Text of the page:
Good-bye Southern Florida

sanuk

S/V Sanuk: once again our neighbor

Sunday, March 6 we bid farewell to Marathon with perfect sailing conditions for our “inside” trip.  Several other boats had the same idea, but they were headed for Hawk Channel, “outside”, most likely due to their draft exceeding ours. We traveled 75 miles, nearly all under sail with main and screacher.  What I’d like to know is, why when we’d come to a cut through a shallow bank (we are following the intra-coastal here) did it always mean a change of direction that necessitated a jibe, me at the helm and several times finding ourselves in less than 4 ft of water. We can draw as little as 2 1/2ft, but to protect the props and rudders we keep the dagger-boards down further. Boats who draw more than 5 ft- ish need to either traverse the skinny spots near high tide, or skip the scenic route and travel outside along the coast ( Hawk Channel).
Near the end of our trip, we passed through Key Largo and as I looked at boats anchored near shore I spotted s/v Sanuk; hey, thought they were farther ahead. At that same instant they were headed back in their dinghy from the Tiki Bar and saw us. I think Tracy exclaimed “look at that big ass cat. Oh wait, it’s Ortolan! They came up to anchor near us and we caught up on stuff since they’d left the Tuesday before.
Fast forward to Miami.

We arrived late morning on Wed after enough sailing hours the past few days to keep us happy for a while. Spent a lovely day anchored off Pumpkin Key and even doing boat chores, including scrubbing the hulls, did not ruin the day. Met up with Sanuk at Dinner Key Marina the next day, did laundry thing, shopped at The Fresh Market and filled our water tanks. The wind picked up out of the East which meant a rough ride on the mooring, so Wed mid-morning we headed off (I love our new mooring clip) to Marine Stadium on Virginia Key where better wave protection could be had. Felt like déjà vu- 3 mos ago we arrived here; our first stop in Miami, now we will depart from here on Thursday. Winds look reasonably decent, but T-storms are in the forecast.
The captain says, “if you stayed put whenever a thunderstorm is in the forecast you’d never go anywhere.” Hee Hee. Not sure that’s true, but today we left anyway and got a juicy taste of being underway along the coast when a storm passes over. The day began well enough. Raised the main and jib and headed north in moderate winds on a starboard tack, averaging 6kts. By 10:15 the storm warnings were popping up on all pieces of equipment and conservative sailors we are, we dropped the main promptly.  We didn’t get to the jib fast enough (plus it doesn’t help that the furl line is too short) and we thought for sure it was going to tear big time the way it was flapping wildly.  Still have a useful jib sail. One didn’t need radar weather to see the line of the storm- it was a big one that stretched the entire length of Florida including the Keys.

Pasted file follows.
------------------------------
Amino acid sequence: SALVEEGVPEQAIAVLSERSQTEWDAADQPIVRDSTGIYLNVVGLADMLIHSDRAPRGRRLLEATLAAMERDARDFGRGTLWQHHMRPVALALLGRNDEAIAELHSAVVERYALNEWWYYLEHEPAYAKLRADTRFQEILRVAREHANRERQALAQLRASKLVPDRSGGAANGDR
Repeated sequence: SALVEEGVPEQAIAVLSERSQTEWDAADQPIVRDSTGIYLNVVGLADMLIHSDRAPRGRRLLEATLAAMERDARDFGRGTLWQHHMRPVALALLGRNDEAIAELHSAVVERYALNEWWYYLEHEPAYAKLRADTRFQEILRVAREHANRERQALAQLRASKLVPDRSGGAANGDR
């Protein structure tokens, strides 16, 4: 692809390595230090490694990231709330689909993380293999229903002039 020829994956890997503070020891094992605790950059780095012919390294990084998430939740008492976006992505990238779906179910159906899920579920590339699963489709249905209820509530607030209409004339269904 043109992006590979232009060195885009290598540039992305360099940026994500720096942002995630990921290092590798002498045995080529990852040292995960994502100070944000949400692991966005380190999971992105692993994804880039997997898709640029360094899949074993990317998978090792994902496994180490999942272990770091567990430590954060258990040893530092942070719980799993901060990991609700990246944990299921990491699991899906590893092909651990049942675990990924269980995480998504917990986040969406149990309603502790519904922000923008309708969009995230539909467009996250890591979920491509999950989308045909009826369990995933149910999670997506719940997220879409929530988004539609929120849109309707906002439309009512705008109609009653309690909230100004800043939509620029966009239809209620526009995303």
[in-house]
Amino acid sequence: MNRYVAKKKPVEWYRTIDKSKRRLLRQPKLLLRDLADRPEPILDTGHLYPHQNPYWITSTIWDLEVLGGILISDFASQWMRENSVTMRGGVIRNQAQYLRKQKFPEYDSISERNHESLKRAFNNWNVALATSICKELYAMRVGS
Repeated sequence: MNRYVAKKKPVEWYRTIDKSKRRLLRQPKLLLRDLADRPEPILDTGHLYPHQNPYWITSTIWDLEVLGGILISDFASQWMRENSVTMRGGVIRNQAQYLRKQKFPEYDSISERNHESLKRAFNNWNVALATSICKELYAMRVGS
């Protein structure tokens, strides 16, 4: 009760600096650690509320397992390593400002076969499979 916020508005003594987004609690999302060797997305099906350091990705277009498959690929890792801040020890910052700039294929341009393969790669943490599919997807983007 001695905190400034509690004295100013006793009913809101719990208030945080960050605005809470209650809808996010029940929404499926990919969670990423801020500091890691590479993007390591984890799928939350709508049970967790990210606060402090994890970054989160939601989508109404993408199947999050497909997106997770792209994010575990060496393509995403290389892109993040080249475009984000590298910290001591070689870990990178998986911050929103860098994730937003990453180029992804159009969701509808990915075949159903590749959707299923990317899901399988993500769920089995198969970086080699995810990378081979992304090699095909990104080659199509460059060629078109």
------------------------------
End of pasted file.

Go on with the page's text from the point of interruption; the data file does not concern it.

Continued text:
The rain was torrential, which ruins visibility but flattens the water.  For 20 mins the wind howled – I never looked at the wind display (what you don’t know won’t scare you)  but Russ said he saw gusts as high as 35kts. Ortolan flew straight and true at a reduced speed. Although I was tense I didn’t mind mopping up water and wiping the Strataglass panels so we could see if this was as bad as it was going to get. Heard some thunder and saw a bolt or two of lightning.  The storm was more intense at our day’s destination (West Palm Beach/Lake Worth) and we had the good luck to be between two bad cells and so did not get the worst of it. So many Coast Guard announcements on Chnl 16 for boats and people in trouble. Always makes me cringe to hear them.
The storm changed the wind direction and so the sails popped up again briefly near trip’s end. Once more, an outside trip contains little “strictly sail” time. On the bright side, we saw flying fish.  Russ thought I was seeing things when I described them but of course we Googled them later and sure enough we did see flying fish. About 8 inches long, with oversized dragonfly type wings, they pop out of the water and fly over the waves for 5-7 seconds  before plunging back in. Was the coolest thing.

tug lake worth

One of 3 tugs moving dredging pipe

Here we are anchored in Lake Worth for a few days until conditions are right to sail north to Vero Beach via Ft. Pierce inlet

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